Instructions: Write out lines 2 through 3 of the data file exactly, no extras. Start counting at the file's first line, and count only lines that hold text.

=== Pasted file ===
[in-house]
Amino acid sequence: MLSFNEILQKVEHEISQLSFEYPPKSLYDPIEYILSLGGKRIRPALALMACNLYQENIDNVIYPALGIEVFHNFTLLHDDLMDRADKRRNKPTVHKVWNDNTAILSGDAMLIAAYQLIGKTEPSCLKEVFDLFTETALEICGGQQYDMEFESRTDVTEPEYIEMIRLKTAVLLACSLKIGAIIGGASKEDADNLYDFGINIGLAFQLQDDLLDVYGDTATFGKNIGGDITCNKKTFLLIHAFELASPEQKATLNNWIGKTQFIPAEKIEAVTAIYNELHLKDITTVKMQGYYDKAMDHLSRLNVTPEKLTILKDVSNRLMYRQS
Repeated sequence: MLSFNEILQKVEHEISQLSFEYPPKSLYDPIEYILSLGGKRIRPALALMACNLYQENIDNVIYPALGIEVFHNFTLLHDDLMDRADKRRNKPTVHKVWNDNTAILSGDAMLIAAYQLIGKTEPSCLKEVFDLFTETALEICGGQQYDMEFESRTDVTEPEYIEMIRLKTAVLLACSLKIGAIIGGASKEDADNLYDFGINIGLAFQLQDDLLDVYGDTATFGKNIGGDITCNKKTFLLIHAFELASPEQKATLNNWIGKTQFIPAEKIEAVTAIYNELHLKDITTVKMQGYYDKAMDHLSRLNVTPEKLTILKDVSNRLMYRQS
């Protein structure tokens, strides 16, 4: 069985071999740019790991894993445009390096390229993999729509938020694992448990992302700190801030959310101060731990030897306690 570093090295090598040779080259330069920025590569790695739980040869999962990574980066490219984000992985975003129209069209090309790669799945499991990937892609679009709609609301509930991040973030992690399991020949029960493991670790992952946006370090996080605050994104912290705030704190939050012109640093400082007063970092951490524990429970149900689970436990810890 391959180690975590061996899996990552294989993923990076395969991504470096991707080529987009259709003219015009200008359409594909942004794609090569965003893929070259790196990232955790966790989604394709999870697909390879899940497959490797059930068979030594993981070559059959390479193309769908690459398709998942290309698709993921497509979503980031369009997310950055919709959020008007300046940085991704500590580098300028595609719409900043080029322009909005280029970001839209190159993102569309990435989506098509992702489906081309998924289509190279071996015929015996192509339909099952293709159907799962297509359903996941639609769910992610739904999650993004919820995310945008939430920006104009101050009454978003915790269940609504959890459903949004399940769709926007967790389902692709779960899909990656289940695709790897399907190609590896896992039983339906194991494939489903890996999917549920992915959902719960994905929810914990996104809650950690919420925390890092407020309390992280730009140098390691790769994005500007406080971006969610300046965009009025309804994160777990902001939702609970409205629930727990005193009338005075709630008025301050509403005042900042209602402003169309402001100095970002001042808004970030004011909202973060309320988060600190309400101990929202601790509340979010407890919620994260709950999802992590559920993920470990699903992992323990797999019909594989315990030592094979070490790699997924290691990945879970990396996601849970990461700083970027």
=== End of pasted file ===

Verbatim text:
Amino acid sequence: MLSFNEILQKVEHEISQLSFEYPPKSLYDPIEYILSLGGKRIRPALALMACNLYQENIDNVIYPALGIEVFHNFTLLHDDLMDRADKRRNKPTVHKVWNDNTAILSGDAMLIAAYQLIGKTEPSCLKEVFDLFTETALEICGGQQYDMEFESRTDVTEPEYIEMIRLKTAVLLACSLKIGAIIGGASKEDADNLYDFGINIGLAFQLQDDLLDVYGDTATFGKNIGGDITCNKKTFLLIHAFELASPEQKATLNNWIGKTQFIPAEKIEAVTAIYNELHLKDITTVKMQGYYDKAMDHLSRLNVTPEKLTILKDVSNRLMYRQS
Repeated sequence: MLSFNEILQKVEHEISQLSFEYPPKSLYDPIEYILSLGGKRIRPALALMACNLYQENIDNVIYPALGIEVFHNFTLLHDDLMDRADKRRNKPTVHKVWNDNTAILSGDAMLIAAYQLIGKTEPSCLKEVFDLFTETALEICGGQQYDMEFESRTDVTEPEYIEMIRLKTAVLLACSLKIGAIIGGASKEDADNLYDFGINIGLAFQLQDDLLDVYGDTATFGKNIGGDITCNKKTFLLIHAFELASPEQKATLNNWIGKTQFIPAEKIEAVTAIYNELHLKDITTVKMQGYYDKAMDHLSRLNVTPEKLTILKDVSNRLMYRQS